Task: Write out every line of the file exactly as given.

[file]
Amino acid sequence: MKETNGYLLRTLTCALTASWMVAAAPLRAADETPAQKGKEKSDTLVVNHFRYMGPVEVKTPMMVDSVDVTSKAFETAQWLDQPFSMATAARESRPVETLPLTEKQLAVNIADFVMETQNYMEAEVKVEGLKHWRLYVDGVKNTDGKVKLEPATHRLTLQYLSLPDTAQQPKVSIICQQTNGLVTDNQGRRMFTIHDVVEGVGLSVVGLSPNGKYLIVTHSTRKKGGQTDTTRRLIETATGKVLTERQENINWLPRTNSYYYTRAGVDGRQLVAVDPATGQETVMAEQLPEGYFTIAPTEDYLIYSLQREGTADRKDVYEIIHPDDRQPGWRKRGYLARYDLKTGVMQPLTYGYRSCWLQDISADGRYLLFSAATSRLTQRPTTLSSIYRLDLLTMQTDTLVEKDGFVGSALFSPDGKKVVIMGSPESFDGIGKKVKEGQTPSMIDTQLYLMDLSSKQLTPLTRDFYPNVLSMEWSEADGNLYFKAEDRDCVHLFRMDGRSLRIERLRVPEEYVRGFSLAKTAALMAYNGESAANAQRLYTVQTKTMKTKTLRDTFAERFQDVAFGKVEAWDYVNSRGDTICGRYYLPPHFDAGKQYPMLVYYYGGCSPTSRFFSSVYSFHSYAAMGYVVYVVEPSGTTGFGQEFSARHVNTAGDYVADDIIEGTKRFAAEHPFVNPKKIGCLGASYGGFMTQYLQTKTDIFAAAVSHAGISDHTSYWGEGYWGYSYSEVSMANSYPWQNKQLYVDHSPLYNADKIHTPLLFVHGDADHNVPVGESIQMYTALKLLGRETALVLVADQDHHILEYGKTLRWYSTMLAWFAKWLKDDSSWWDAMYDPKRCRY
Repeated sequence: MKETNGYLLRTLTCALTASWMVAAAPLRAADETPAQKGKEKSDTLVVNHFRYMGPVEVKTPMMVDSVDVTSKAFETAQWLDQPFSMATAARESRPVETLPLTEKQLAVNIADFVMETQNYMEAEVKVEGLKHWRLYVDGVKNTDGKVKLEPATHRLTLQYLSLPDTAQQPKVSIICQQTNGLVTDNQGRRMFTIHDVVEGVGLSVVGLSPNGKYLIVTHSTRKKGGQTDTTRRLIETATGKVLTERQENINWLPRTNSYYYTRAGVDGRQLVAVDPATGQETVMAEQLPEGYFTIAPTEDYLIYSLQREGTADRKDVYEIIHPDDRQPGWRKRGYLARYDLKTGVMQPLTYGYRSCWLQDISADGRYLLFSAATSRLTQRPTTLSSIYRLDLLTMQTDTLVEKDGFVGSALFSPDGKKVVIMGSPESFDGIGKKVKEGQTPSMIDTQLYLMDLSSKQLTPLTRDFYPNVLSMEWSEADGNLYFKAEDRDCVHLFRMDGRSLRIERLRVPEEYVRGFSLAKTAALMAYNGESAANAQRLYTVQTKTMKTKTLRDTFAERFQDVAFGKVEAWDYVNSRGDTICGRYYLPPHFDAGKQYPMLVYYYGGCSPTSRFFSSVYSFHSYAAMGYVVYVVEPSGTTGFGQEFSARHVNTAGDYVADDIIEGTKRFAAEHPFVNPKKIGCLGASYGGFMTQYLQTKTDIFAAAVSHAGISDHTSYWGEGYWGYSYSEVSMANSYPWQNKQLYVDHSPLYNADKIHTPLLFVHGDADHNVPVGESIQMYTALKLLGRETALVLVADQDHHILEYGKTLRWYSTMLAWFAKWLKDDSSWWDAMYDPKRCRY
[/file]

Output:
Amino acid sequence: MKETNGYLLRTLTCALTASWMVAAAPLRAADETPAQKGKEKSDTLVVNHFRYMGPVEVKTPMMVDSVDVTSKAFETAQWLDQPFSMATAARESRPVETLPLTEKQLAVNIADFVMETQNYMEAEVKVEGLKHWRLYVDGVKNTDGKVKLEPATHRLTLQYLSLPDTAQQPKVSIICQQTNGLVTDNQGRRMFTIHDVVEGVGLSVVGLSPNGKYLIVTHSTRKKGGQTDTTRRLIETATGKVLTERQENINWLPRTNSYYYTRAGVDGRQLVAVDPATGQETVMAEQLPEGYFTIAPTEDYLIYSLQREGTADRKDVYEIIHPDDRQPGWRKRGYLARYDLKTGVMQPLTYGYRSCWLQDISADGRYLLFSAATSRLTQRPTTLSSIYRLDLLTMQTDTLVEKDGFVGSALFSPDGKKVVIMGSPESFDGIGKKVKEGQTPSMIDTQLYLMDLSSKQLTPLTRDFYPNVLSMEWSEADGNLYFKAEDRDCVHLFRMDGRSLRIERLRVPEEYVRGFSLAKTAALMAYNGESAANAQRLYTVQTKTMKTKTLRDTFAERFQDVAFGKVEAWDYVNSRGDTICGRYYLPPHFDAGKQYPMLVYYYGGCSPTSRFFSSVYSFHSYAAMGYVVYVVEPSGTTGFGQEFSARHVNTAGDYVADDIIEGTKRFAAEHPFVNPKKIGCLGASYGGFMTQYLQTKTDIFAAAVSHAGISDHTSYWGEGYWGYSYSEVSMANSYPWQNKQLYVDHSPLYNADKIHTPLLFVHGDADHNVPVGESIQMYTALKLLGRETALVLVADQDHHILEYGKTLRWYSTMLAWFAKWLKDDSSWWDAMYDPKRCRY
Repeated sequence: MKETNGYLLRTLTCALTASWMVAAAPLRAADETPAQKGKEKSDTLVVNHFRYMGPVEVKTPMMVDSVDVTSKAFETAQWLDQPFSMATAARESRPVETLPLTEKQLAVNIADFVMETQNYMEAEVKVEGLKHWRLYVDGVKNTDGKVKLEPATHRLTLQYLSLPDTAQQPKVSIICQQTNGLVTDNQGRRMFTIHDVVEGVGLSVVGLSPNGKYLIVTHSTRKKGGQTDTTRRLIETATGKVLTERQENINWLPRTNSYYYTRAGVDGRQLVAVDPATGQETVMAEQLPEGYFTIAPTEDYLIYSLQREGTADRKDVYEIIHPDDRQPGWRKRGYLARYDLKTGVMQPLTYGYRSCWLQDISADGRYLLFSAATSRLTQRPTTLSSIYRLDLLTMQTDTLVEKDGFVGSALFSPDGKKVVIMGSPESFDGIGKKVKEGQTPSMIDTQLYLMDLSSKQLTPLTRDFYPNVLSMEWSEADGNLYFKAEDRDCVHLFRMDGRSLRIERLRVPEEYVRGFSLAKTAALMAYNGESAANAQRLYTVQTKTMKTKTLRDTFAERFQDVAFGKVEAWDYVNSRGDTICGRYYLPPHFDAGKQYPMLVYYYGGCSPTSRFFSSVYSFHSYAAMGYVVYVVEPSGTTGFGQEFSARHVNTAGDYVADDIIEGTKRFAAEHPFVNPKKIGCLGASYGGFMTQYLQTKTDIFAAAVSHAGISDHTSYWGEGYWGYSYSEVSMANSYPWQNKQLYVDHSPLYNADKIHTPLLFVHGDADHNVPVGESIQMYTALKLLGRETALVLVADQDHHILEYGKTLRWYSTMLAWFAKWLKDDSSWWDAMYDPKRCRY